“I would roll the film cartridges, take the photos, develop the film, choose the photos to print, print them, lay them out and write the articles and headlines,” Kramer said in an interview.
Even though he loved seeing his work in the newspaper, he couldn’t afford to pay for his car insurance because his career of choice was not very lucrative. After asking Hal Wells for advice on his photography with the LA Times, he finally decided to pursue photography full time, rather than trying to write too. He enrolled at the Academy of Art College in San Francisco, now Academy of Art University, where he obtained his master’s degree. He was selected by Atelier Eddie Adams as one of the nation’s Top 100 University Photojournalists, which was a huge feather in his cap. After attending the workshop, he got an internship at Newsday in New York.
During the 1990s, after having read “Following the Equator” by Mark Twain, he retraced the author’s footsteps around the world, with a stopover in Madagascar in addition. British Columbia, a leper colony on the Hawaiian island of Molokai, New Zealand, Australia, Srilanka, India, Pakistan, South Africa and England were among the 11 locations he visited for 10 months, accumulating debt on nine credit cards. The photo expedition was funded in part by ShopKo, who donated 2,000 rolls of film and film development for the project, which equates to approximately a grant of $ 40,000. The fortuitous deal grew out of a corporate dinner Kramer attended with his father, Jerry Kramer, who played football for the Green Bay Packers.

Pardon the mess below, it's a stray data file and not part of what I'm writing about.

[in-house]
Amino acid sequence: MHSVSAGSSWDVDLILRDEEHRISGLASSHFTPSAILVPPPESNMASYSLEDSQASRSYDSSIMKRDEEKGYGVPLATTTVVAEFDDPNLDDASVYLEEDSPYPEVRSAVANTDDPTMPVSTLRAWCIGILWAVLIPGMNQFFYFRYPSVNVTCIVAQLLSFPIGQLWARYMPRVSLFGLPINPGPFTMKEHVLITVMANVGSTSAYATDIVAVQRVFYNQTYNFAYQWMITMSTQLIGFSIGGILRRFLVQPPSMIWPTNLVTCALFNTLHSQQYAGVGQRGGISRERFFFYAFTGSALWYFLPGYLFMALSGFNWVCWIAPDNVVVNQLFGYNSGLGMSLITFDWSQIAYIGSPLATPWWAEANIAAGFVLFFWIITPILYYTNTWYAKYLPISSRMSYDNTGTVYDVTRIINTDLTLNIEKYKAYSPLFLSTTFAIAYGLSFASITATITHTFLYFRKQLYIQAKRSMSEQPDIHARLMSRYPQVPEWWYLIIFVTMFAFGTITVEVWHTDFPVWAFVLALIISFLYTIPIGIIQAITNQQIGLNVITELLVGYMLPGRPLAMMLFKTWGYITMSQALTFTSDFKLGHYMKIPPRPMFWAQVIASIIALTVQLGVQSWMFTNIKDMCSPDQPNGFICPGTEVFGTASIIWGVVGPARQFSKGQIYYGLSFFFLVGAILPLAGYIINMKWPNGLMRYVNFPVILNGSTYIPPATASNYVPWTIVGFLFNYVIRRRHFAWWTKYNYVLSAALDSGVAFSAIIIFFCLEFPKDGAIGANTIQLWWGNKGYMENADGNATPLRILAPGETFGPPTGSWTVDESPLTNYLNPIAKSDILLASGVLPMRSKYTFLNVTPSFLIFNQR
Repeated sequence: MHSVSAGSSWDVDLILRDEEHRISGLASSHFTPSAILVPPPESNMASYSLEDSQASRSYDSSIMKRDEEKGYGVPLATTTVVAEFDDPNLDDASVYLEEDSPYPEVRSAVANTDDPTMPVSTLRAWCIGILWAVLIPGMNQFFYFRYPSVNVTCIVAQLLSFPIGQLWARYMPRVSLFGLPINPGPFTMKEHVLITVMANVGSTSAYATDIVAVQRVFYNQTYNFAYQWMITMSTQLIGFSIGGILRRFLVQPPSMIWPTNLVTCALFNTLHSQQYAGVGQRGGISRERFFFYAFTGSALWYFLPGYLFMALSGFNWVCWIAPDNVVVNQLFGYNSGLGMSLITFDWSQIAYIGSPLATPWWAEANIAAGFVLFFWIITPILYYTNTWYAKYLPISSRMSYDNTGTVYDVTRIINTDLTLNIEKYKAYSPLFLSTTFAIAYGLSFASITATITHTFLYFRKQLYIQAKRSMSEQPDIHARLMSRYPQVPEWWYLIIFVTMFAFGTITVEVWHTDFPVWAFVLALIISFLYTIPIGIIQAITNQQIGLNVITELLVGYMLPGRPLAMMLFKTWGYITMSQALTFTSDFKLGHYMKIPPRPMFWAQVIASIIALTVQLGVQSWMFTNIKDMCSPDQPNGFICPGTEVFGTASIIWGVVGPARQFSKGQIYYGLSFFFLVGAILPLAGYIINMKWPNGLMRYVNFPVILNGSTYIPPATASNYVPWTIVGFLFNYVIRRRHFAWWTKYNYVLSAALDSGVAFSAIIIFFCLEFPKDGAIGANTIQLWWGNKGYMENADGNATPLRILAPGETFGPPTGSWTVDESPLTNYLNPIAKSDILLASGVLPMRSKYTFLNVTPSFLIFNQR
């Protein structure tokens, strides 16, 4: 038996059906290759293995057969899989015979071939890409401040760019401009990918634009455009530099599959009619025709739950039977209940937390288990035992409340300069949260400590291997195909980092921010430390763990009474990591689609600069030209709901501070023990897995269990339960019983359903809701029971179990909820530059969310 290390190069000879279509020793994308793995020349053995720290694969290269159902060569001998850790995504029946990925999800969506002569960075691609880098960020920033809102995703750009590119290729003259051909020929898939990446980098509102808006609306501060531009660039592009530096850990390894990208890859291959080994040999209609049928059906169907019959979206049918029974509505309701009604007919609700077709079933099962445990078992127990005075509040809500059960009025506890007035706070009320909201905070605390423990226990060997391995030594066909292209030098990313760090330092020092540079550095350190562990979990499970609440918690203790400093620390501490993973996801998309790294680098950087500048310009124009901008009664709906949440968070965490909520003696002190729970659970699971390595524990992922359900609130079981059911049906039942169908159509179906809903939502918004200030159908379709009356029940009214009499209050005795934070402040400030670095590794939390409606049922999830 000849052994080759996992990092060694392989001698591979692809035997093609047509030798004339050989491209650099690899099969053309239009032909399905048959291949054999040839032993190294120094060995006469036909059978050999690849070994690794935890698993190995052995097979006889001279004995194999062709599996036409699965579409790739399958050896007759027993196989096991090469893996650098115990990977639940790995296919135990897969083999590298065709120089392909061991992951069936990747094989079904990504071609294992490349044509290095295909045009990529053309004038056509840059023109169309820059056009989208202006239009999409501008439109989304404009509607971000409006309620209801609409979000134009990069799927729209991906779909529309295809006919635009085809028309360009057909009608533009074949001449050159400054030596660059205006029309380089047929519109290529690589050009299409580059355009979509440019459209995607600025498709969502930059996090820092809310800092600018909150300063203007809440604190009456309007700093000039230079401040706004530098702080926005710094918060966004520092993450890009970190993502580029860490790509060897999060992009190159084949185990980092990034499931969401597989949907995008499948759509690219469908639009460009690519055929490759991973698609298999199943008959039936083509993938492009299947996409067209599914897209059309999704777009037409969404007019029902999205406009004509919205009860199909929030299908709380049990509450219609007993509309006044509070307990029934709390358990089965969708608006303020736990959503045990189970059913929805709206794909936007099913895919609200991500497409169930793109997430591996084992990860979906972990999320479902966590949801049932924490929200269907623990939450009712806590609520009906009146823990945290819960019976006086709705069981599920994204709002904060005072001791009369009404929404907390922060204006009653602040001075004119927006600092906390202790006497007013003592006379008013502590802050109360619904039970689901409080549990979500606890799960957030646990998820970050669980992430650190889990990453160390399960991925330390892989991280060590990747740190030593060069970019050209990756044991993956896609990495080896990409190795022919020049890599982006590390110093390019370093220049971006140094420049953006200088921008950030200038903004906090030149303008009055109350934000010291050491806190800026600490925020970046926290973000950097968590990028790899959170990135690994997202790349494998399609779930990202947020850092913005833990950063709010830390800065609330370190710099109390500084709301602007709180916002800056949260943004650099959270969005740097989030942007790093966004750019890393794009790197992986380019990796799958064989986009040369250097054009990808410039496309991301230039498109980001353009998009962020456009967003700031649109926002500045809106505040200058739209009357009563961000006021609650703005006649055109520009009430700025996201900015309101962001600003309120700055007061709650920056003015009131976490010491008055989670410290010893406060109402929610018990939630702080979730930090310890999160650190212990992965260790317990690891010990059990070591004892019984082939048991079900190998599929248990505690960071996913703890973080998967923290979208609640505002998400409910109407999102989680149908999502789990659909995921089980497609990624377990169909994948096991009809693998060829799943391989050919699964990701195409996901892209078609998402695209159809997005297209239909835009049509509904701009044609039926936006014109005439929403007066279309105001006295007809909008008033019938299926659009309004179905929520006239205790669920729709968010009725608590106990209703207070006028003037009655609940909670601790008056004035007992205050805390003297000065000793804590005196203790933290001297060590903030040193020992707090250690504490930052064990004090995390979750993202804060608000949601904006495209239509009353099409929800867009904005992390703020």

Kramer also photographed the Green Bay Packers, and his photographs have been incorporated into his friend’s book as well as his self-published book, “Return to Glory.” Also during this decade he traveled to Cuba to photograph the visit of Pope John Paul II. There he fell in love with the place – the music, the cars, the culture and the cigars. He has returned to Cuba several times on self-funded trips to photograph the aforementioned people in addition to the sugar cane and tobacco workers. These images eventually landed him a job with Houston Press.
Kramer’s favorite photo from “Giddy Up” is of a teenager working behind a grill full of bratwurst and hot dogs. As the boy looks into the distance, he seems to be watching the other children enjoying the carnival.
“They laugh, scream, run and play while he’s been behind the grill for how many hours?” Kramer asked.
The photograph was selected for the exhibition “The National: Best Contemporary Photography 2014” at the Fort Wayne Museum of Art and acquired for the museum’s permanent collection.
“It’s always wonderful that a photo is selected for an exhibition, and the icing on the cake is when they want it for the permanent collection,” Kramer said.
Kramer’s work is part of the permanent collections of the Phoenix Art Museum; the Houston Museum of Fine Arts; and the Ramones Museum in Berlin, Germany.
“’Giddy Up’ is a very Texan spectacle, but it extends beyond geography and captures the heritage, skills and global phenomenon of rodeo,” said Roberts.
Elena Anita Watts covers arts, culture and entertainment for Victoria Advocate.